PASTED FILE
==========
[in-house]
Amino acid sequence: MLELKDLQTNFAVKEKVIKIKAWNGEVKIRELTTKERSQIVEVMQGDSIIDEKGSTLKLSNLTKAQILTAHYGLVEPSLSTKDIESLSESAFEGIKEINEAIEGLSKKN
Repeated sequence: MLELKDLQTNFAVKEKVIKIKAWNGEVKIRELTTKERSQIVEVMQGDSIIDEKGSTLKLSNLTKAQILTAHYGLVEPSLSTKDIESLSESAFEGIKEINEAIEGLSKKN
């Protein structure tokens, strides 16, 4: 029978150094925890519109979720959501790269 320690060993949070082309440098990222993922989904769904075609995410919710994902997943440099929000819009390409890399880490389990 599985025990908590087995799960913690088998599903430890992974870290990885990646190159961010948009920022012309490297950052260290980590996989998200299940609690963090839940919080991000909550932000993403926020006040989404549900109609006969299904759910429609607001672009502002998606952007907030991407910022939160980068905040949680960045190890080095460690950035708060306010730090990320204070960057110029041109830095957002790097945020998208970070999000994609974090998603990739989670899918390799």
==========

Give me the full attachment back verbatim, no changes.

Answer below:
[in-house]
Amino acid sequence: MLELKDLQTNFAVKEKVIKIKAWNGEVKIRELTTKERSQIVEVMQGDSIIDEKGSTLKLSNLTKAQILTAHYGLVEPSLSTKDIESLSESAFEGIKEINEAIEGLSKKN
Repeated sequence: MLELKDLQTNFAVKEKVIKIKAWNGEVKIRELTTKERSQIVEVMQGDSIIDEKGSTLKLSNLTKAQILTAHYGLVEPSLSTKDIESLSESAFEGIKEINEAIEGLSKKN
């Protein structure tokens, strides 16, 4: 029978150094925890519109979720959501790269 320690060993949070082309440098990222993922989904769904075609995410919710994902997943440099929000819009390409890399880490389990 599985025990908590087995799960913690088998599903430890992974870290990885990646190159961010948009920022012309490297950052260290980590996989998200299940609690963090839940919080991000909550932000993403926020006040989404549900109609006969299904759910429609607001672009502002998606952007907030991407910022939160980068905040949680960045190890080095460690950035708060306010730090990320204070960057110029041109830095957002790097945020998208970070999000994609974090998603990739989670899918390799």